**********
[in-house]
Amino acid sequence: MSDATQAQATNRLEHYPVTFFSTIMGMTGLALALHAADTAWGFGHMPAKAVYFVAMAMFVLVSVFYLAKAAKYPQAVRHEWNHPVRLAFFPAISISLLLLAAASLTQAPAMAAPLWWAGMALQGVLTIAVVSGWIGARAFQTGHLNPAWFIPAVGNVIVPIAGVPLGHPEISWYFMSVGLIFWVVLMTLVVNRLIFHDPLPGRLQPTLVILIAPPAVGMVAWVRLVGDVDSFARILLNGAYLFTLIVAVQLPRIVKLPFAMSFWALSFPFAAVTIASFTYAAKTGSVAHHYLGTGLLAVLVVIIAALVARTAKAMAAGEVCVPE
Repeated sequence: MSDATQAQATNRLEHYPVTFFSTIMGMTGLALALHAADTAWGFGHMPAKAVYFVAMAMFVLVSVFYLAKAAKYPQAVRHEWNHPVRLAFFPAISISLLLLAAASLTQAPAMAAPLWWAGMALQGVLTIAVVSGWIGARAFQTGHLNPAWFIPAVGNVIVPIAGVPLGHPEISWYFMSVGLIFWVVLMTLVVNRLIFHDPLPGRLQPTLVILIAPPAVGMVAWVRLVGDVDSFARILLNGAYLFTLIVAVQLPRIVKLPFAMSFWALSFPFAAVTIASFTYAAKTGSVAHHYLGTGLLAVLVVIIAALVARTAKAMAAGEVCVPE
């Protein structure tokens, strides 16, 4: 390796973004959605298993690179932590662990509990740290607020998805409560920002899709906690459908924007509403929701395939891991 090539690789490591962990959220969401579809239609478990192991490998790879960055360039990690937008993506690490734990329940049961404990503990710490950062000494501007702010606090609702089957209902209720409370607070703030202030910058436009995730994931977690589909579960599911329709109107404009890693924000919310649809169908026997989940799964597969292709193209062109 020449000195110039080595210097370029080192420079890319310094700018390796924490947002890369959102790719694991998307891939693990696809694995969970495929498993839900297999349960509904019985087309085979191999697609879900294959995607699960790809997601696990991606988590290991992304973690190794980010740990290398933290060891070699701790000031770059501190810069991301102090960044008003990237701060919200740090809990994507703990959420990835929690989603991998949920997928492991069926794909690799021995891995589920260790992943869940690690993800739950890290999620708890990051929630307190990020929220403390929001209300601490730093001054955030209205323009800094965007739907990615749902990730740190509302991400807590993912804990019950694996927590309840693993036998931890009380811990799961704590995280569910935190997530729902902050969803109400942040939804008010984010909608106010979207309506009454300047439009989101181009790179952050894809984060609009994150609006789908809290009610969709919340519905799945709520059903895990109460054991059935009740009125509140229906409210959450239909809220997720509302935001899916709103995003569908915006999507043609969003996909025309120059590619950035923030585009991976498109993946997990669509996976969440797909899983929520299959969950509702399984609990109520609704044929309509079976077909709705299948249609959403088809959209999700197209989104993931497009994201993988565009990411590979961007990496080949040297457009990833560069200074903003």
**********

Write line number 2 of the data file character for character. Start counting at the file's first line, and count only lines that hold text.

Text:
Amino acid sequence: MSDATQAQATNRLEHYPVTFFSTIMGMTGLALALHAADTAWGFGHMPAKAVYFVAMAMFVLVSVFYLAKAAKYPQAVRHEWNHPVRLAFFPAISISLLLLAAASLTQAPAMAAPLWWAGMALQGVLTIAVVSGWIGARAFQTGHLNPAWFIPAVGNVIVPIAGVPLGHPEISWYFMSVGLIFWVVLMTLVVNRLIFHDPLPGRLQPTLVILIAPPAVGMVAWVRLVGDVDSFARILLNGAYLFTLIVAVQLPRIVKLPFAMSFWALSFPFAAVTIASFTYAAKTGSVAHHYLGTGLLAVLVVIIAALVARTAKAMAAGEVCVPE